Bioenergetic Analysis (Lowen, 1971, 1975, 1988) repeatedly demonstrates the process of bringing somatically stored memories into the here and now of transference and resistance in the therapeutic relationship.  In bringing somatically stored memories out of the body and into psychic expression and/or representation, whether through psychoanalytic or bioenergetic technique, considerable physical pain is necessarily experienced.  This pain is usually thought of as resulting from therapeutically "forcing through" or "breaking through" long-established aversive barriers to various kinds of physical experiencing which have been previously forsaken.  That is, the threshold to more flexible somatic experience is guarded by painful sensations (parallel with Freud's 1926 theory of "signal anxiety") erected to prevent future venturing into places once experienced as painful by the infant or developing toddler.

Similarly, the split affect model of early memory postulates the presence in personality of mutually denied contradictory ego states which represent specific transference paradigms based on internalized object relations.  Whether a split ego state is or is not present in consciousness is dependent upon the way the person experiences the current interpersonal relationship situation.  This means that what is remembered and the way it is recalled is highly dependent upon specific facilitating aspects of the relationship in which the memory is being expressed or represented.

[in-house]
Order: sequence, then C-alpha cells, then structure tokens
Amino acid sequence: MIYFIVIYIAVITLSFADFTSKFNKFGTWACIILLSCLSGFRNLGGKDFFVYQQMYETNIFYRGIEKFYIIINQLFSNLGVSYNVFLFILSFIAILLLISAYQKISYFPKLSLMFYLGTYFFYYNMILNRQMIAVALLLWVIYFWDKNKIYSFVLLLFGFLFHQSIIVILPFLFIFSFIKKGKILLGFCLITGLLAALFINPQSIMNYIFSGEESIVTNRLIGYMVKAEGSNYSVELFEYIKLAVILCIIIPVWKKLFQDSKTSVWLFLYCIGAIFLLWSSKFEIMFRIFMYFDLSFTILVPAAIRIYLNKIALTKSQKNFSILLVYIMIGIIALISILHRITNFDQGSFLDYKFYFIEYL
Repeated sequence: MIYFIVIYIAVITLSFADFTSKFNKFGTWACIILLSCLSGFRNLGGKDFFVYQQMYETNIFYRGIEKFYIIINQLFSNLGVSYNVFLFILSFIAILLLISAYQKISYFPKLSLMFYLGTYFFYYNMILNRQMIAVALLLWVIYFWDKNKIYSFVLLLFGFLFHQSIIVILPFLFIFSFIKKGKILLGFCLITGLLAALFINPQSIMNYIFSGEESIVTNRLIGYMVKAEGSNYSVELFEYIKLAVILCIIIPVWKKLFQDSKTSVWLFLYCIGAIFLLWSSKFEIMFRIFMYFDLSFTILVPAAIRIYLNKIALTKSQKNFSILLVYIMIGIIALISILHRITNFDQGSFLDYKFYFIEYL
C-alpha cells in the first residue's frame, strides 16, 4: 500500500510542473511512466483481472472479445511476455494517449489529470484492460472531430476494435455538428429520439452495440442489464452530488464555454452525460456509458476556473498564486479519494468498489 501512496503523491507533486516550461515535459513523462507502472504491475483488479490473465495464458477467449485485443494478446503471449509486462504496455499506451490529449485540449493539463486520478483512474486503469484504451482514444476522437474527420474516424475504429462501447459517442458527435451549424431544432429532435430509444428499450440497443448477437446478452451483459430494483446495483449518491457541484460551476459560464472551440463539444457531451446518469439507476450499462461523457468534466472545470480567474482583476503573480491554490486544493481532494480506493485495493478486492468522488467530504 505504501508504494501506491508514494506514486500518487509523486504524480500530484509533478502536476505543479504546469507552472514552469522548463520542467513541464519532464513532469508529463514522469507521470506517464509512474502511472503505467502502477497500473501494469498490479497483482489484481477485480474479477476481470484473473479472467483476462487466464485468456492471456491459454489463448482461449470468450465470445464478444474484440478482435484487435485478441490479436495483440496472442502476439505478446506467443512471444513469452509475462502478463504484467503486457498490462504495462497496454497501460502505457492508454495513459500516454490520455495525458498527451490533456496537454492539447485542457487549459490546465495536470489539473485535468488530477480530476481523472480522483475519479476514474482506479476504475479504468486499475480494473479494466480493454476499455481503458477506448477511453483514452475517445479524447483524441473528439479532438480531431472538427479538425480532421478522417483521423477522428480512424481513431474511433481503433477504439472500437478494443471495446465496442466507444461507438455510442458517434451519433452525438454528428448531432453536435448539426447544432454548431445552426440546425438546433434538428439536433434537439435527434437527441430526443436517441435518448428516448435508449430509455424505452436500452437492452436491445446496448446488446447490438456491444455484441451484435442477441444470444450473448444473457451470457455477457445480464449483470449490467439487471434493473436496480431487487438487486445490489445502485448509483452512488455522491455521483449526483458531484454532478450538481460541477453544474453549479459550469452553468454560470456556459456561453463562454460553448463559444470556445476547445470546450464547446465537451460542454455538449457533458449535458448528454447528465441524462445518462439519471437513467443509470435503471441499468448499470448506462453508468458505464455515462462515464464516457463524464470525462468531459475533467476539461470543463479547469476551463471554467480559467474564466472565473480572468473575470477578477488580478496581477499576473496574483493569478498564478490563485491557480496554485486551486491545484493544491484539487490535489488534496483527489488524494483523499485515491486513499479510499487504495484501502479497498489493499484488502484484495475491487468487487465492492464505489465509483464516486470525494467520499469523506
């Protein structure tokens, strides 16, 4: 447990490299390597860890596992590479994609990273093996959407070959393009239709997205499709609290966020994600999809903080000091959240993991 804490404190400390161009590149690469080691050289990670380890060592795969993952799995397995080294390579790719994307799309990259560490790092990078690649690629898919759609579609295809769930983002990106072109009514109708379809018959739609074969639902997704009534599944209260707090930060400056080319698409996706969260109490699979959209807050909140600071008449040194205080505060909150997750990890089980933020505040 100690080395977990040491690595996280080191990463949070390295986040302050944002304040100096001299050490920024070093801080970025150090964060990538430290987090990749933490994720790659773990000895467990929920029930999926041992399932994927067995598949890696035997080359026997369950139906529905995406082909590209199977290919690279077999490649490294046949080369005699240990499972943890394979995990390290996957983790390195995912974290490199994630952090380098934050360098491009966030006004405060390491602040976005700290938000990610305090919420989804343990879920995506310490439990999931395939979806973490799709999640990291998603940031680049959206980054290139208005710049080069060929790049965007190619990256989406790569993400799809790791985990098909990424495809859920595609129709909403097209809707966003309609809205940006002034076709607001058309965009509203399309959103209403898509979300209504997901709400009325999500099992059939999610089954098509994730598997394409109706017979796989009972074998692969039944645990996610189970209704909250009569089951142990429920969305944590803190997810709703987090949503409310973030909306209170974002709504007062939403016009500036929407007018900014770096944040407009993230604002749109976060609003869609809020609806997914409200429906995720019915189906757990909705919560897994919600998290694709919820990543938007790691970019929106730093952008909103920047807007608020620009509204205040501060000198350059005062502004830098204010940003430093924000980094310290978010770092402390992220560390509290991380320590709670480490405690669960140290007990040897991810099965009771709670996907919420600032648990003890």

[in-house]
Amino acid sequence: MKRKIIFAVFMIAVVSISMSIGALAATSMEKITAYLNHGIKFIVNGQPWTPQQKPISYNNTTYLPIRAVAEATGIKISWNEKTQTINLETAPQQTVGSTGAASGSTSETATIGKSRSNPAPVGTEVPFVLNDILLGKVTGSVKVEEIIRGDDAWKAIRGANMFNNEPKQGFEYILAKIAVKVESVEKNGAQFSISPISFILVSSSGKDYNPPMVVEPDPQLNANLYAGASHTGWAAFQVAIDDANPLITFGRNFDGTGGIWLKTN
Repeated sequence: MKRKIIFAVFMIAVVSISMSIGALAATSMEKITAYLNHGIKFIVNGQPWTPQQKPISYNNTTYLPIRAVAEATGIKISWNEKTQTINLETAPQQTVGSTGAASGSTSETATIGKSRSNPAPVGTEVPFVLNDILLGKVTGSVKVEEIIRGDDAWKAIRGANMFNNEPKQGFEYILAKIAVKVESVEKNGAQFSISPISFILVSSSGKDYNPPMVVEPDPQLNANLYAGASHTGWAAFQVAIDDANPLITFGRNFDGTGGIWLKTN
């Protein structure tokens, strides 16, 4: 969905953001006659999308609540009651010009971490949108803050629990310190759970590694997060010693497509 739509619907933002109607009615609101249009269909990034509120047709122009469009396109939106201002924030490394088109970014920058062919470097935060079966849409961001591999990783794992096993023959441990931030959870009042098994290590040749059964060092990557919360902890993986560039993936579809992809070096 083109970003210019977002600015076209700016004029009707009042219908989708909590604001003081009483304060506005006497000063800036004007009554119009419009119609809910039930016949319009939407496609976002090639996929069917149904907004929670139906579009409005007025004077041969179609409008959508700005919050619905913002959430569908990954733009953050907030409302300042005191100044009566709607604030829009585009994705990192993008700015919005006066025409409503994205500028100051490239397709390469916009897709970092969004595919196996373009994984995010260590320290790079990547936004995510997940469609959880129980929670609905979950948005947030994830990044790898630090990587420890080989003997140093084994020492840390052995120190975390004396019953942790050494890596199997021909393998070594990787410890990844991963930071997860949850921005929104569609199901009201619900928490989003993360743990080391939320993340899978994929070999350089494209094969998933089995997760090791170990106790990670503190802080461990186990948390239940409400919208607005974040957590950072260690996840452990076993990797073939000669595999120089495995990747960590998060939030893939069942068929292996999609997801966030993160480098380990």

Neither of these developmentally lower forms of memory can, therefore, be seen as supporting the layman's notion of massive amnesia for trauma with the possibility of a later lifting of the repressive veil to permit perfect recall.  The concept of primary repression fails in this regard because it does not record any memory per se, but rather builds a barrier to certain broad classes of somatic experience which are very painful to approach.  And splitting as a concept fails because nothing is "forgotten or made unconscious but rather recall is seen as dependent upon the current relationship context.  Thus it can be seen that no existing theory of memory derived from a century of intense psychoanalytic observation supports the layman's naive view of "massive repression" followed by "full and reliable recall."
  

The Freezing of Environmental Failure

Winnicott, a British pediatrician trained as a psychoanalyst, is renowned for his understanding of early psychic development.  It is his view that there is a possible maturational or unfolding process for each child in which environmental provision is a necessary facilitator.  An environment with limited provision or unempathic intrusiveness may leave the child with a painful sense of personal failure: